January 23, 2018

Shlissel Challah: A Key In Your Challah, Money In Your Pocket

Key Challah from http://savvima.com/2010/04/07/shlissel-challah-a-key-to-prosperity/

There is a cute Jewish custom to bake a Key shaped or “Shlissel” (in Yiddish) Challah on the first Shabbos after Pesach. This happens to be this coming Shabbos, beginning Friday night April 20, 2012.  Baking this key or ‘shlissel challah’ is supposed to be a good segulah (omen) for livlihood, money, prosperity, ‘parnassah’.  Now who doesn’t need that!

Some people actually bake the challah in the shape of a key.  Others, like me, put an actual key inside the Challah dough before baking it while others place the seeds on top of the Challah in the shape of a key.  I take a key, wrap it in aluminum foil and place it into the challah as I braid it.  Pretty simple.  My kids happen to love this custom.  They can’t wait for my husband to cut into the challah and find the key!  

One reason we bake a Shlissel Challah right after Pesach is to ask Hashem (G-d) to unlock the gates of sustenance for us so that our efforts provide a comfortable livelihood for our families just like He did for our ancestors during the time of Passover, when the manna fell from heaven to feed us as we wondered through the desert.

I love baking challah on a weekly basis for many reasons which I’ve discussed in this post on baking challah here.

For your inspiration, I’m reposting below my heavenly Challah recipe which calls for nothing more than your two hands and a big bowl – no expensive Bosch or Kitchen Aid electric mixer required.

The Kosher Shop-a-holic Challah Recipe (careful, it is addictive!)


5lb bag of flour (sifted)

1  1/4 cups sugar

4 generous TBSP of dry yeast

3/4 cup of oil

4 cups of warm water

6 eggs (4 for dough and 2 for topping)

2 tbsp salt


Preheat oven to 350F.

Pour the flour into a very large bowl and make a well in the center.  Place dry yeast into the center well.  Add 1/4 cup of sugar and 1 cup of warm water and a handful of the flour into the center well.  Let it bubble up for 5 minutes.  The dry yeast can be mixed into the flour mixture itself without hurting the dough in any way but I like to put it in the center and watch it bubble up.

Add 2 tbsps of salt around the edges of flour

Add 1 cup of sugar to the flour

Add 3/4 cup of oil (vegetable or canola) to the middle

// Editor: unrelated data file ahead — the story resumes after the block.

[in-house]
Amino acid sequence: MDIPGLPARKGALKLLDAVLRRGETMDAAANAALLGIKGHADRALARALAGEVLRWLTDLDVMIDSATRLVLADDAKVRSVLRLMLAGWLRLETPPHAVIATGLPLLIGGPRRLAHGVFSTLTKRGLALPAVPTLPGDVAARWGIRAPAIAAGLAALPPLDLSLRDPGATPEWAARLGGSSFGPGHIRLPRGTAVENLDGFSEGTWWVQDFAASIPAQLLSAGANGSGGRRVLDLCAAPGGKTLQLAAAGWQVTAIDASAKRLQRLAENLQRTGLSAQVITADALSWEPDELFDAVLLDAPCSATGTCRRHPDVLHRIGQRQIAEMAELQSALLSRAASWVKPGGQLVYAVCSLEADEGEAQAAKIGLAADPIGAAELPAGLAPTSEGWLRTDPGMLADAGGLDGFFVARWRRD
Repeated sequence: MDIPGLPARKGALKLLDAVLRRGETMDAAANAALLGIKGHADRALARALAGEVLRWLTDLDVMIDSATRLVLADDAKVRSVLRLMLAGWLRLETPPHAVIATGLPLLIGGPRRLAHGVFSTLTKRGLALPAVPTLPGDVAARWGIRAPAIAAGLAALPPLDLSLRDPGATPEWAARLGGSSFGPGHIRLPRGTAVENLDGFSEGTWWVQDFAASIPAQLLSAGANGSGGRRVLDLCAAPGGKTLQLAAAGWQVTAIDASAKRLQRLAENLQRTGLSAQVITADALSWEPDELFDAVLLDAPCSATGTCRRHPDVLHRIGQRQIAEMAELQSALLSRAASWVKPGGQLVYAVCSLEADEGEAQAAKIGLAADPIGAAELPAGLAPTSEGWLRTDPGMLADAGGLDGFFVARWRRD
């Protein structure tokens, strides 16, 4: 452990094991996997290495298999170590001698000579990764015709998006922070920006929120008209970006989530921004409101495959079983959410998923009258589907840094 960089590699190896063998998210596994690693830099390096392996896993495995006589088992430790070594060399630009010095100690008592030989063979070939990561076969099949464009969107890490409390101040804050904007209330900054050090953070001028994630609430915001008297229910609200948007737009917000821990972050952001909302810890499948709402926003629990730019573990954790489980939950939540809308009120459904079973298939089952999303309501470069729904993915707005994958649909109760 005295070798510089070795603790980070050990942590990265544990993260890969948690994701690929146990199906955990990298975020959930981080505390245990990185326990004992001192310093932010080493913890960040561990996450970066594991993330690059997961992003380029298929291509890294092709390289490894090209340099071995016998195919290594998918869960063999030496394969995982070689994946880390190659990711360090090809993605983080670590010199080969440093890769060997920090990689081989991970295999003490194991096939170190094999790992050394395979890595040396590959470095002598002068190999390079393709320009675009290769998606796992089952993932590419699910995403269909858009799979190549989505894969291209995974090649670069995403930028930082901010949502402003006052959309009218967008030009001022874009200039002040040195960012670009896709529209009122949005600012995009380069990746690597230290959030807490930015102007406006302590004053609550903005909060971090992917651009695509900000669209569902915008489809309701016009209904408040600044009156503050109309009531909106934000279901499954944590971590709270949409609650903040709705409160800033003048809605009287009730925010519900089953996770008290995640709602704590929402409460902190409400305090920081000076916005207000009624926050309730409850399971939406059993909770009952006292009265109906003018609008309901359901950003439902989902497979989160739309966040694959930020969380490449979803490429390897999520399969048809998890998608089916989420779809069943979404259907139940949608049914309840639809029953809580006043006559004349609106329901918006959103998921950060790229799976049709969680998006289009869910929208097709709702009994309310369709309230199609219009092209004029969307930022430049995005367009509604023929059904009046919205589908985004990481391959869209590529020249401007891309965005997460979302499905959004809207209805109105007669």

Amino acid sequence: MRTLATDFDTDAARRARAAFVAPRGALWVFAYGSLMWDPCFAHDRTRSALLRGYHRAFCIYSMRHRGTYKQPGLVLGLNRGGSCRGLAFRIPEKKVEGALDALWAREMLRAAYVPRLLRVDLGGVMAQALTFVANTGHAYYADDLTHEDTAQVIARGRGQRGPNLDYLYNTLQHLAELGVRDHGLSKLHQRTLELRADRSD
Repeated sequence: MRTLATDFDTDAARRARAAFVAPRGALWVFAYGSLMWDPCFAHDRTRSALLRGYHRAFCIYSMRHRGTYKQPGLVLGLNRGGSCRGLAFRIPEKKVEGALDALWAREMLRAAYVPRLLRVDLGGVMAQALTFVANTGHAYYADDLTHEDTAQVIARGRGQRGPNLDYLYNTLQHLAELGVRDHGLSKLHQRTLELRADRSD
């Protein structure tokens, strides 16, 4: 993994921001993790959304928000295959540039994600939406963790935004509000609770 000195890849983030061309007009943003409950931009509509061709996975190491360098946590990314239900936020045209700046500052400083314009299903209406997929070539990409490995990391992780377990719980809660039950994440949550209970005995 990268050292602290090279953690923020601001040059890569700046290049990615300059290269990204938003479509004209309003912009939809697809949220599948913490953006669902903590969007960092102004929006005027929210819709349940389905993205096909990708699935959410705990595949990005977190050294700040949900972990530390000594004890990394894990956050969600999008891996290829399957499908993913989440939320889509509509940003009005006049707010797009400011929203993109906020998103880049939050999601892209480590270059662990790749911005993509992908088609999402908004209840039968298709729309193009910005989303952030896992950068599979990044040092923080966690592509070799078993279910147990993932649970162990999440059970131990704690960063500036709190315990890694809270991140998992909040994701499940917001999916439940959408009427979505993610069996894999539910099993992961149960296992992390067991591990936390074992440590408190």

Add 4 beaten eggs to the middle

Add 3 cups warm water to the middle

With your two clean hands begin to mix all the ingredients together.  It will start out very wet and then get thicker and dryer as you begin to knead.  I usually knead for 5 – 10 minutes.  Keep kneading until its desired consistency.  It is ready when no more of the flour mixture sticks to your fingers or to the sides of the bowl.  If it is still sticky add more flour a few tablespoons at a time until desired consistency.  Once it reaches desired consistency I give it a few good punches, spray some oil on top and cover it to rise for 30 minutes.

After the 1st 30 minutes of rising, punch it down again, spray it with oil and let it rise for another 30 mins.

After the second 30 minutes of rising, punch it down again, spray with oil and let it rise for another 30 minutes.

After it has been rising for 1 1/2 hours with 2 punch downs in between, you are ready to ‘take’ the Challah, make your Bracha and shape your challahs.

I usually make 5 –6 large 3 braided challahs because its simple and pretty.  To make 3 braided shapes, cut your dough into 12 or 18 even strips that resemble  thick ropes and braid three strips together at a time.  Place into pans that are well oiled or lined with parchment paper.

I also make small individual rolls for my kids to munch on.  The rolls are easy to make you just take one of the ropes and knot them and place in small round pans.

After shaping the dough, mix together 2 egg yolks and 1 egg white and gently brush the mixture on top of the dough to give it a nice dark shine.  You can sprinkle sesame and or poppy seeds for decoration at this point.

Let the shaped dough rise, covered, for another 30 minutes.  That’s a total now of 2 hours rising time from the beginning.

After the shaped dough rises for 1/2 hour place in the oven at 350 for 30 – 40 minutes.  My challahs are thick and rise high so I find that they need 40 minutes while the rolls need 25 minutes.  When ready let them cool on a cooling rack.  I make my challahs on Thursday night and freeze them in air tight large ziploc bags as soon as they cool off.  I warm them up before serving them on Friday night and they are out of this world delicious.

PS – don’t forget to make my awesome tomato dip to go with the challah!